Professor Yufeng Yang from the Energy Research Institute (ERI) of the National Development and Reform Commission (NDRC) of China, joined the Grantham Institute as a Research Fellow in June 2017. For the next few months, he will be working here on global energy governance and energy storage, in close collaboration with Neil Hirst, Senior Policy Fellow for Energy and Mitigation. In this blog, he considers the environmental situation in China, and the dawn of a new clean, green era.
After 35 years of rapid development and growth, China is still facing serious environmental challenges. In some areas, pollution levels are dangerously high, and ecosystems are deteriorating as a result.
A bulletin released by the Ministry of Environmental Protection in 2016 revealed that, of 338 cities surveyed, only 84 reached national air quality standards. Similarly, 61% of surface water monitored fell into the most highly polluted category – meaning the quality is so poor it cannot be used for any purpose. The bulletin also revealed that 10.9% of 34,450 species of plants studied, and 21.4% of 4,357 species of vertebrate studied, were categorised as threatened.
These levels of pollution are very worrying. China has a rich biodiversity – and it needs protection from further environmental damage before it is too late. Similarly, China is particularly vulnerable to global warming and climate change, and the extreme weather events that could result. In fact, from 1951 to 2016, the average temperature in China has risen significantly, and 2016 was the third hottest year in China since 1951. 2016 also saw 46 severe downpours and storms, and disastrous flooding in 26 provinces.
A new clean and green era
Of course, it is impossible to solve problems that have accumulated over several decades in two or three years. To effectively tackle pollution and global warming, China must undergo a profound national transition. Fortunately, that transition is already underway.
In recent years, environmental protection and climate change mitigation has become a priority in China. For one, since 2013 the Ministry of Environmental Protection has implemented tougher regulations to help protect the environment – measures that include heavy penalties for the most polluting sectors, such as the steel industry and coal-fired power generation. Similarly, there are now environmental regulations for any new developments – considering the impact on climate change and regional pollution is a pre-requisite for local developments.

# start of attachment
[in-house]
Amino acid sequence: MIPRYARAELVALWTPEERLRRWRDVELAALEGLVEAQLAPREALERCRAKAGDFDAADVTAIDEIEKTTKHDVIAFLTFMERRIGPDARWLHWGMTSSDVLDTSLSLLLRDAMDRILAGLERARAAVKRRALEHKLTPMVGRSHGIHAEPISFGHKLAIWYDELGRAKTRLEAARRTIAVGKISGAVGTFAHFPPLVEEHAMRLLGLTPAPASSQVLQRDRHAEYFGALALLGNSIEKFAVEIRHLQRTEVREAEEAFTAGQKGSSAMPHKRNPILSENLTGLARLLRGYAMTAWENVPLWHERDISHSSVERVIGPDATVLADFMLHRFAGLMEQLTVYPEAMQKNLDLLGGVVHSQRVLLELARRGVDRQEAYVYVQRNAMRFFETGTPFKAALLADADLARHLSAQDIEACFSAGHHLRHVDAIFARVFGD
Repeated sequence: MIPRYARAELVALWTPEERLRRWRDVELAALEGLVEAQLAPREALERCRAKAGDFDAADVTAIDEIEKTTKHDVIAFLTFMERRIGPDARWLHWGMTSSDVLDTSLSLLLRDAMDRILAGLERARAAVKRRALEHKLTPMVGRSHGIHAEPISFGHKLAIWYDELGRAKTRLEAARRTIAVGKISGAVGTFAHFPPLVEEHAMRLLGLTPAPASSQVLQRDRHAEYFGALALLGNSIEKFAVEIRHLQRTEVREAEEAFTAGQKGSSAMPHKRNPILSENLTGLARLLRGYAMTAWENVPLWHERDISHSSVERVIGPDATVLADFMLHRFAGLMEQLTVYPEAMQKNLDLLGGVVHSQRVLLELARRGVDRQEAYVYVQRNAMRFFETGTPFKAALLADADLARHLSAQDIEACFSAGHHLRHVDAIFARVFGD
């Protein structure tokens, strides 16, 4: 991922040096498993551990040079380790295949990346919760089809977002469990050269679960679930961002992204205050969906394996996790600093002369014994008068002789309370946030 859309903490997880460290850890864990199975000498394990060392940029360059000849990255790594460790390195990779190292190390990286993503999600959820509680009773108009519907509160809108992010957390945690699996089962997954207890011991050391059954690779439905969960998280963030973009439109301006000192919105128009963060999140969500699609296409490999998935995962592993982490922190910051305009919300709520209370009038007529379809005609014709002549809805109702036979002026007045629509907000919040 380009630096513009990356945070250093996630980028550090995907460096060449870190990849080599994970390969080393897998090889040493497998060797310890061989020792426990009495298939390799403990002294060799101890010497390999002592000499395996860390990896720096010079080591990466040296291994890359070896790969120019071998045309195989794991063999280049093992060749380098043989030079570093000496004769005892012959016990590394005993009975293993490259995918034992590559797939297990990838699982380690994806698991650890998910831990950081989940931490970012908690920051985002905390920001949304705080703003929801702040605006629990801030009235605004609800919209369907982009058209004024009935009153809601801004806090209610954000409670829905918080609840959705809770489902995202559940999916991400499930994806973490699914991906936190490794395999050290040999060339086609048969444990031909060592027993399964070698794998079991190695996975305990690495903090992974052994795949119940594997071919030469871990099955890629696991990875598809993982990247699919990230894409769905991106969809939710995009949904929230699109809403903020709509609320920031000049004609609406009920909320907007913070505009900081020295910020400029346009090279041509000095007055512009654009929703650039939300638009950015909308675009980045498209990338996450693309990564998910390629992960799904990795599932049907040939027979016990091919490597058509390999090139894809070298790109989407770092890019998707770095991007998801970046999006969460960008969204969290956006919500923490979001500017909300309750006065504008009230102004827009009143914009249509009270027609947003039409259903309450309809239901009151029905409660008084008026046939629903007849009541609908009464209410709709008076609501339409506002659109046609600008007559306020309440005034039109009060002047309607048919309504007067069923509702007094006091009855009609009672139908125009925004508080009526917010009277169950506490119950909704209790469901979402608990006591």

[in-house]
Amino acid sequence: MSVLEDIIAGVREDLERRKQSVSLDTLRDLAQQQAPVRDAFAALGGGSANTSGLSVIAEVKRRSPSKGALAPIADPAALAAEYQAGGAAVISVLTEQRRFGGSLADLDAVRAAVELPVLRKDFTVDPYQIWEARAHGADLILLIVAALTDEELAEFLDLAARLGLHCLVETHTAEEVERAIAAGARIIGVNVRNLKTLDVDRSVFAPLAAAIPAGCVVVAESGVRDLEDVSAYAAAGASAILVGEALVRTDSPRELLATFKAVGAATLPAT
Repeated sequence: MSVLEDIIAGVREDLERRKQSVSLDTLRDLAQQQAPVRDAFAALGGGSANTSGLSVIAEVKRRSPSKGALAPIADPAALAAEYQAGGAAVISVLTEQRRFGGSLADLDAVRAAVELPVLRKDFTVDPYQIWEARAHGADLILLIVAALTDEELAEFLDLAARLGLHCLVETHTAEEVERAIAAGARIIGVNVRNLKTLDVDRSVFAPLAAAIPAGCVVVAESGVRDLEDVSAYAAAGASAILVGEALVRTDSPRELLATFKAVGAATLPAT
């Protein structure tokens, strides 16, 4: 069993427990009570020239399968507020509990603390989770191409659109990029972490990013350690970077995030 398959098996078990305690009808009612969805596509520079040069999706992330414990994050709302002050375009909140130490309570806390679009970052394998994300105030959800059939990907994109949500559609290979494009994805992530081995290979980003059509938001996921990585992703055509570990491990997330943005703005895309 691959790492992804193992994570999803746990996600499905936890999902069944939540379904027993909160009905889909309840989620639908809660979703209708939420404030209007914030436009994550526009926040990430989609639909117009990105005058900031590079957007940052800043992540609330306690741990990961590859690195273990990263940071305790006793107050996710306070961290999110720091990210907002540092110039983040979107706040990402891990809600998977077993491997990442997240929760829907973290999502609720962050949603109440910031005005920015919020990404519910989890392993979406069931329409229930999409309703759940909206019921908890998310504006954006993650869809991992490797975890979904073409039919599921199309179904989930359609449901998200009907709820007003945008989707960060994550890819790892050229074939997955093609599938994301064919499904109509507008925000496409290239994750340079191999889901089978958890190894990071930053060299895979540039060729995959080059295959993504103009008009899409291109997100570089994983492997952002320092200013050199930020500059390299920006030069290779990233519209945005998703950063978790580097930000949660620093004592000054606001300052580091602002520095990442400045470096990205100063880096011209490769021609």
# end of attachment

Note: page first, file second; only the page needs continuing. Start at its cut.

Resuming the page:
In 2014, President Xi Jinping put forward his vision for an ‘Energy Revolution’ as part of the government’s commitment to reducing carbon emissions. A key part of that vision was “controlling unreasonable energy consumption”. Since then, reducing coal consumption has become a cornerstone of Chinese energy policy, and the total energy consumption across China has decreased.
Significantly, China now regards clean energy technology as a positive engine of development, rather than an economic burden. At the climate summit in Paris in 2015, “Mission Innovation” was announced, a multilateral agreement to accelerate the pace of clean energy innovation and revolutionise energy systems over the next two decades and beyond. As part of this drive, China pledged to double investment in clean energy research and development over five years, reaching 50 billion RMB (roughly 7.6 billion dollars) by 2020. In fact, earlier this year, Dr Fatih Birol, executive director of the International Energy Agency (IEA) highlighted in a keynote speech that, as a share of GDP, China already spends more than any other nation on the research and development of clean energy and electricity.
A global player in creating a low-carbon future
Since the United Nations Framework Convention on Climate Change (UNFCCC) was first signed in 1992, China has become increasingly involved in international efforts to mitigate climate change. Most significantly, in 2015, China’s commitment was key to the success of the Paris Agreement and, since the administration of United States President Donald Trump announced its intention to withdraw from the Agreement, the support of China has helped to cement global climate action among other nations.
More recently still, in the communique of the G20 summit in Hamburg earlier this year, China joined other world leaders in affirming collective commitment to mitigating greenhouse gas emissions, pledging “increased innovation on sustainable, clean energies and energy efficiency, and work towards low greenhouse-gas emission energy systems”. In addition, in 2015, China became the first association country of the IEA – another indicator of the country’s growing role in global energy governance, and its commitment to clean, sustainable development. You can read more on China’s contribution to world leadership on climate and energy policy here.
All this shows that, in terms of technological progress, global collaboration and sustainable development, China is entering a new era. We are moving towards a more inclusive, collaborative and balanced strategy to mitigate climate change, develop clean energy and protect the environment.
In the past, collaborating with the Grantham Institute has led to important dialogues about China’s role in global energy governance. Now, as a Grantham Research Fellow, I am looking forward to working together again and paving the way for closer collaboration with China as it enters this new phase of clean development.